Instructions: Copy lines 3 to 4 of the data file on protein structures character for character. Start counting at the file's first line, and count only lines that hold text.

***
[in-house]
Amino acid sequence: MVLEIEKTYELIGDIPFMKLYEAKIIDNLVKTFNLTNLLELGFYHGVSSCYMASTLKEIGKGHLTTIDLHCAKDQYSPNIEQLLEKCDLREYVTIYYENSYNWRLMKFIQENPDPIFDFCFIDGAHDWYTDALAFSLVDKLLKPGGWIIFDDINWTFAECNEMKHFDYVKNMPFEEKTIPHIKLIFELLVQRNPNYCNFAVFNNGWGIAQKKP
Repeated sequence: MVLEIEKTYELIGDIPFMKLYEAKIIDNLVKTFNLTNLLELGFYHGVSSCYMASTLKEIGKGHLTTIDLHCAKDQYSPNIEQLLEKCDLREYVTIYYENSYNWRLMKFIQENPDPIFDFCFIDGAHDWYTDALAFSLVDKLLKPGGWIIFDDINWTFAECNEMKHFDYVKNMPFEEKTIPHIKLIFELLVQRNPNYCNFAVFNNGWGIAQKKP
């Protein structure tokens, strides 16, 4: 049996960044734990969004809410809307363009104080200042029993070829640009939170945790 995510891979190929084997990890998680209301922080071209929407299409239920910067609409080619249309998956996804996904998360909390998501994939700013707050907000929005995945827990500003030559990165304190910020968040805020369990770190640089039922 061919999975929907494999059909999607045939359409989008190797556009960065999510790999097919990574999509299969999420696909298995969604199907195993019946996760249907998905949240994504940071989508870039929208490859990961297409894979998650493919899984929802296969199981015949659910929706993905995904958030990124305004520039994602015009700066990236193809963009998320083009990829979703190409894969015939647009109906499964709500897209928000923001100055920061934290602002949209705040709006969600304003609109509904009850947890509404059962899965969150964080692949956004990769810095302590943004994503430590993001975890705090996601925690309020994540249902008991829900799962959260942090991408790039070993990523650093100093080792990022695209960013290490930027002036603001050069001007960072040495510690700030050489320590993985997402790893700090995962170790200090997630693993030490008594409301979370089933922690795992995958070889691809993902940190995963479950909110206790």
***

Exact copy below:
Repeated sequence: MVLEIEKTYELIGDIPFMKLYEAKIIDNLVKTFNLTNLLELGFYHGVSSCYMASTLKEIGKGHLTTIDLHCAKDQYSPNIEQLLEKCDLREYVTIYYENSYNWRLMKFIQENPDPIFDFCFIDGAHDWYTDALAFSLVDKLLKPGGWIIFDDINWTFAECNEMKHFDYVKNMPFEEKTIPHIKLIFELLVQRNPNYCNFAVFNNGWGIAQKKP
């Protein structure tokens, strides 16, 4: 049996960044734990969004809410809307363009104080200042029993070829640009939170945790 995510891979190929084997990890998680209301922080071209929407299409239920910067609409080619249309998956996804996904998360909390998501994939700013707050907000929005995945827990500003030559990165304190910020968040805020369990770190640089039922 061919999975929907494999059909999607045939359409989008190797556009960065999510790999097919990574999509299969999420696909298995969604199907195993019946996760249907998905949240994504940071989508870039929208490859990961297409894979998650493919899984929802296969199981015949659910929706993905995904958030990124305004520039994602015009700066990236193809963009998320083009990829979703190409894969015939647009109906499964709500897209928000923001100055920061934290602002949209705040709006969600304003609109509904009850947890509404059962899965969150964080692949956004990769810095302590943004994503430590993001975890705090996601925690309020994540249902008991829900799962959260942090991408790039070993990523650093100093080792990022695209960013290490930027002036603001050069001007960072040495510690700030050489320590993985997402790893700090995962170790200090997630693993030490008594409301979370089933922690795992995958070889691809993902940190995963479950909110206790």